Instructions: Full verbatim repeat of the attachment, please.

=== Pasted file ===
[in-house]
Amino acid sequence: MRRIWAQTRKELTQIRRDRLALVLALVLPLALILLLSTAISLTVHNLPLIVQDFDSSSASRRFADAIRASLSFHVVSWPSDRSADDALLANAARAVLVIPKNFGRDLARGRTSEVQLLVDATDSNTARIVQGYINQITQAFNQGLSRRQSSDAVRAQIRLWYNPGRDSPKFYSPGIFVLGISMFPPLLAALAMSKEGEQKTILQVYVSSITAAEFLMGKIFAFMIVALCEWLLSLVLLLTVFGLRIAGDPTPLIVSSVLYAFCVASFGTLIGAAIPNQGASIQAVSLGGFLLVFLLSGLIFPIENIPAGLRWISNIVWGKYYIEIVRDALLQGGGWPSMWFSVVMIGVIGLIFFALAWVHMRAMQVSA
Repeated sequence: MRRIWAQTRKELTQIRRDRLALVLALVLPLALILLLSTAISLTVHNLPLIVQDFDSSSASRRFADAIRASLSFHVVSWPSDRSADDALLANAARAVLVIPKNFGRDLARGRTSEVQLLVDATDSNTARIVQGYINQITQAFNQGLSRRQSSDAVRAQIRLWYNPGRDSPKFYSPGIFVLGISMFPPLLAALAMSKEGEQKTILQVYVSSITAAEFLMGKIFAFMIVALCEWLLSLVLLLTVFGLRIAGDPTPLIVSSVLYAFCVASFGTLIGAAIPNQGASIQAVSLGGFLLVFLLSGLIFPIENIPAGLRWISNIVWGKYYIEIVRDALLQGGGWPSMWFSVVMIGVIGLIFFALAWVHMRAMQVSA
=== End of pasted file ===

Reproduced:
[in-house]
Amino acid sequence: MRRIWAQTRKELTQIRRDRLALVLALVLPLALILLLSTAISLTVHNLPLIVQDFDSSSASRRFADAIRASLSFHVVSWPSDRSADDALLANAARAVLVIPKNFGRDLARGRTSEVQLLVDATDSNTARIVQGYINQITQAFNQGLSRRQSSDAVRAQIRLWYNPGRDSPKFYSPGIFVLGISMFPPLLAALAMSKEGEQKTILQVYVSSITAAEFLMGKIFAFMIVALCEWLLSLVLLLTVFGLRIAGDPTPLIVSSVLYAFCVASFGTLIGAAIPNQGASIQAVSLGGFLLVFLLSGLIFPIENIPAGLRWISNIVWGKYYIEIVRDALLQGGGWPSMWFSVVMIGVIGLIFFALAWVHMRAMQVSA
Repeated sequence: MRRIWAQTRKELTQIRRDRLALVLALVLPLALILLLSTAISLTVHNLPLIVQDFDSSSASRRFADAIRASLSFHVVSWPSDRSADDALLANAARAVLVIPKNFGRDLARGRTSEVQLLVDATDSNTARIVQGYINQITQAFNQGLSRRQSSDAVRAQIRLWYNPGRDSPKFYSPGIFVLGISMFPPLLAALAMSKEGEQKTILQVYVSSITAAEFLMGKIFAFMIVALCEWLLSLVLLLTVFGLRIAGDPTPLIVSSVLYAFCVASFGTLIGAAIPNQGASIQAVSLGGFLLVFLLSGLIFPIENIPAGLRWISNIVWGKYYIEIVRDALLQGGGWPSMWFSVVMIGVIGLIFFALAWVHMRAMQVSA